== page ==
Triple-digit weather continues in Maryland

Downtown Baltimore topped 100 Thursday

July 21, 2011|By Frank D. Roylance, The Baltimore Sun

Maryland really began to turn in the roaster Thursday, joining much of the rest of the country, now deep in the summer's worst heat wave.

The mercury reached 103 degrees in downtown Baltimore, with a heat index reading of 117 degrees. It was 100 at BWI-Marshall Airport, four degrees short of a record.

There is little relief in sight. The region could see some scattered thunderstorms Friday or Saturday afternoon. But forecasters don't expect much of a palpable break from the suffocating weather until a weak cold front arrives late Sunday.

The National Weather Service was forecasting a high of 104 degrees downtown on Friday, fading to 101 degrees on Saturday. The airport could reach 102 degrees Friday before slipping to 99 on Saturday.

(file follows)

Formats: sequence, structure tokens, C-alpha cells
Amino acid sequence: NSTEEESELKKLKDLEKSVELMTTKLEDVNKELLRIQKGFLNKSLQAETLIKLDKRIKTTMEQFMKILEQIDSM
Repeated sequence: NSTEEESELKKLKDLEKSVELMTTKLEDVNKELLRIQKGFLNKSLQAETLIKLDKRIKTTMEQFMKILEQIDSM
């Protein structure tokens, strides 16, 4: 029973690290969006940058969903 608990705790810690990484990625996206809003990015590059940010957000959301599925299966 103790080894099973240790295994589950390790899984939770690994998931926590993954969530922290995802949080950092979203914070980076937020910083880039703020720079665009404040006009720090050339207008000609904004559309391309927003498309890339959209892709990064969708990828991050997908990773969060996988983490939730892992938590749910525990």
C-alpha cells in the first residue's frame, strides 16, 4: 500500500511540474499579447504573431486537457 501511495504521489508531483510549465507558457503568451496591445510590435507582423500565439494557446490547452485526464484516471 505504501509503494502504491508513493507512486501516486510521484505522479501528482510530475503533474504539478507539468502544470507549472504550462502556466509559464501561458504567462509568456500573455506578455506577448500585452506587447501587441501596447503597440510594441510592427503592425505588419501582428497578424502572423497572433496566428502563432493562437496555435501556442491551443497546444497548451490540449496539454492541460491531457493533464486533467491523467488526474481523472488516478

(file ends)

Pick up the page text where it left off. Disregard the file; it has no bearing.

The excessive heat warnings for all of Maryland east of the Alleghenies were extended through Saturday evening. Baltimore's Code Red Heat Alert was extended through Friday.

Friday's air quality forecast from the Maryland Department of the Environment was for Code Red conditions, with ground-level ozone levels rated unhealthy. Sensitive groups are urged to avoid prolonged exertion, and everyone is advised to limit outdoor exercise.

The cold front on Sunday should drop the daytime highs to the lower 90s, but we'll stay in the 90s at least through next Thursday, forecasters said. That would make it 12 days in a row with highs of 90 or higher. The record for Baltimore is 25 days, set from July 12 through Aug. 5, 1995.

BGE officials said the region's generators and transmission lines were keeping up with the demand for electricity for fans and air conditioners.

"The system continues to hold up well," said BGE spokeswoman Linda Foy. "At this point it does not appear that we will set a new peak usage record, although we could get close by [Friday]."

frank.roylance@baltsun.com

http://twitter.com/froylance

Maryland weather blog: Frank Roylance on meteorology

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